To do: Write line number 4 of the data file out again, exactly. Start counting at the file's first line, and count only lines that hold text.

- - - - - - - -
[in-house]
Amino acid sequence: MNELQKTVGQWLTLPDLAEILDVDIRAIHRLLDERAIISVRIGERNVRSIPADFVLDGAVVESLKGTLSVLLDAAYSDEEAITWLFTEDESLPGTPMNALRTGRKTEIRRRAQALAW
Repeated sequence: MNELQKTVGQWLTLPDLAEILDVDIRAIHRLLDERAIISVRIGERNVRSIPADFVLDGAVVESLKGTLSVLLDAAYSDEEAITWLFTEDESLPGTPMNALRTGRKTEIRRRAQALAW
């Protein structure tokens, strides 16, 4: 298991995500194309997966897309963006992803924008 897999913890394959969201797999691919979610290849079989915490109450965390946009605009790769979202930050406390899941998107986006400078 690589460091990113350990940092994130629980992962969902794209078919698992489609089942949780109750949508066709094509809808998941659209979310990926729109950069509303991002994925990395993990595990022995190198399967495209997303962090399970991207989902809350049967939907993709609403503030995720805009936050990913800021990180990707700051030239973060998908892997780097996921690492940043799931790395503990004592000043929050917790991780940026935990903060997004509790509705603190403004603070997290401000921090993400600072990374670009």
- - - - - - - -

């Protein structure tokens, strides 16, 4: 298991995500194309997966897309963006992803924008 897999913890394959969201797999691919979610290849079989915490109450965390946009605009790769979202930050406390899941998107986006400078 690589460091990113350990940092994130629980992962969902794209078919698992489609089942949780109750949508066709094509809808998941659209979310990926729109950069509303991002994925990395993990595990022995190198399967495209997303962090399970991207989902809350049967939907993709609403503030995720805009936050990913800021990180990707700051030239973060998908892997780097996921690492940043799931790395503990004592000043929050917790991780940026935990903060997004509790509705603190403004603070997290401000921090993400600072990374670009």